MS EASTMAN: Does the Commission have a flag for homelessness? 

MS TAYLOR: We are developing a flag around participants that are at risk in the context of the Commission's functions, but the NDIA's flag is present in the data that we receive from them, and I mentioned the participant view that we have in our Commission operating system. That includes the NDIA's flag, and homelessness is   is one factor, or potential risk of homelessness is one factor. There are a number of other personal factors that would   that would be present in that flag and that   the access of our staff to that flag is important when we do get a complaint, for example, about somebody and we   our staff can then see in the participant view that   that there may be information that the NDIA has about that individual which   at a very, very high level; I just don't want to give the impression that we hold significant information about a person be where we don't have their agreement to hold it   but it is a flag which generally says there are considerations that might need to be   

MS EASTMAN: Can I jump in there. If the flag's there and a participant is either homeless or at risk of homelessness, is that   does that trigger anything within the Commission either to do a sort of closer look at who the service providers may be around a person with that flag? 

MS TAYLOR: It would   it would trigger consideration by our staff when they were dealing with a matter about that person   for example, an incident that might be reported to us or a complaint that might come from anybody   that there are particular issues they need to keep in mind in dealing with that issue. So, for example, in someone who might be homeless or at risk of homelessness, that might suggest to our complaints officers, if someone were raising an issue about somebody, that there might be more creative ways they might need to take to maybe make contact with that person, to   for example, we get complaints coming through mental health officers and so forth who might say "I'm a bit concerned about this person."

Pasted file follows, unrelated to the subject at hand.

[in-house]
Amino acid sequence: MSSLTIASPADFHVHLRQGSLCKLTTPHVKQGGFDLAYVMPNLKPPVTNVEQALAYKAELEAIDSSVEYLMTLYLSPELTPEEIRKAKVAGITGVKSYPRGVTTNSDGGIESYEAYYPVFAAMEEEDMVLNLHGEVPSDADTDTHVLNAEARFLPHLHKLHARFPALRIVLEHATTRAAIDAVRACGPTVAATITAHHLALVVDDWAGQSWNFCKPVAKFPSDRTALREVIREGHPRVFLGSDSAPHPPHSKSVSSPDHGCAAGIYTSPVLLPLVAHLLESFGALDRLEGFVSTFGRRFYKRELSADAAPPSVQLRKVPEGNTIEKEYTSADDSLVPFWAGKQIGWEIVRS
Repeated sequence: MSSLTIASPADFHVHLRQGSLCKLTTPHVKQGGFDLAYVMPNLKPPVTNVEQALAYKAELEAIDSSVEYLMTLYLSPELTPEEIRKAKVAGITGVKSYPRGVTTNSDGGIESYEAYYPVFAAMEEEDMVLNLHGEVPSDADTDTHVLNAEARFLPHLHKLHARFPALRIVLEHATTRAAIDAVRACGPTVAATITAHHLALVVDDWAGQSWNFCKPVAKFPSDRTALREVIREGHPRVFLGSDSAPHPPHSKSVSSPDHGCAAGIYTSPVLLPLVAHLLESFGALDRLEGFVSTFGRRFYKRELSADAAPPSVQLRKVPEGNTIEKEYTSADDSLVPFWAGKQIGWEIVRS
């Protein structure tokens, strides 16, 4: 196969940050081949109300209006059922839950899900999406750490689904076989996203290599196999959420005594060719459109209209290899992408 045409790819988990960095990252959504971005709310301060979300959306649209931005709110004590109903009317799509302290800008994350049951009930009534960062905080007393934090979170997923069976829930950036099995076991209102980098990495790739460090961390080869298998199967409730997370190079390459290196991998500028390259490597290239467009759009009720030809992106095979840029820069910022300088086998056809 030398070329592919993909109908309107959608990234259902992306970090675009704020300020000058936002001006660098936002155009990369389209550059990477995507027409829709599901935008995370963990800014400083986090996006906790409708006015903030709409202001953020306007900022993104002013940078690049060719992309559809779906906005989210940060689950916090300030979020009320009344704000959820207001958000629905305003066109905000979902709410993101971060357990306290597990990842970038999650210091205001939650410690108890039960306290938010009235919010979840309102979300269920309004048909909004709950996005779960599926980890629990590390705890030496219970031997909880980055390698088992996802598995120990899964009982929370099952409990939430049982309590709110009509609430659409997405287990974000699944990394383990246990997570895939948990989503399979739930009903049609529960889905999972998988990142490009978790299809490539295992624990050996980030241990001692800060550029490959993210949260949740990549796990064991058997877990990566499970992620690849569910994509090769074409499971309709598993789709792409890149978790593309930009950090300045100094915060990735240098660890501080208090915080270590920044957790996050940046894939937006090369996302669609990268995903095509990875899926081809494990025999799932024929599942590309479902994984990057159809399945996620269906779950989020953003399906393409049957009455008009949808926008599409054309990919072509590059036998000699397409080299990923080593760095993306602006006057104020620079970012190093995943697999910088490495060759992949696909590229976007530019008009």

MS EASTMAN: Can I just jump in there. I mean, it's   creative is one way, but if somebody is at risk of homelessness and the cause of that magnified risk is the treatment of a service provider, is there any system within the Commission that would prioritise a person at risk of homelessness for your urgent intervention? So it's a little bit different to creative ways, but actually, like, what do you do? 

MS TAYLOR: Thank you for clarifying that in the question. Because if   if the   if the situation was arising because the homelessness potential was the result of an action by a person   a provider who was delivering NDIS supports or services, then that would be a relatively clear matter for the Commission. And we   we do receive complaints about those circumstances. We do receive incident reports about that where people may be at risk of losing their accommodation because of the actions or indeed even the failings of   

MS EASTMAN: Is that cohort prioritised in terms of action in either responding to a complaint or   I'm going to ask you about the regulatory actions in a minute, but in terms of the regulatory actions is someone at risk of homelessness prioritised in terms of any steps you can take with a service provider? 

MS MACKEY: So the work I referenced before about looking at how we do intake and triage is to make sure that we have got those settings right. That we are not just prioritising on the basis of particular boxes or flags, that we are actually looking at the circumstances of that person and whether or not there's an imminent issue that   something that's either already happening or something that's imminent and likely to have quite a significant consequence. So   and we are using that to escalate the activity that we take, putting the person first in terms of making sure they are safe and in the   the area where it might be about somebody's change in circumstances, that might lead to them becoming at risk of being homeless, then we will work really closely with the NDIA and, where we need to, other service providers to ensure. 

MS EASTMAN: If a person is at risk of being homeless because   I want to take a hypothetical   their service provider says "we are going to evict you. You can no longer stay here" should the Commission be the first place where a person goes for assistance? 

MS MACKEY: The Commission can absolutely be the first place that they go for assistance. And I'm certainly aware of a number of those particular situations where we have acted the same day to try and make sure that that person has a place, and certainly what we do is, as I said, put the person first and look at their circumstances, and then we will do what we need to do if there's a requirement look at the compliance and the   any regulatory activity around the particular provider. So, we put the person first in terms of resolving the imminent issue.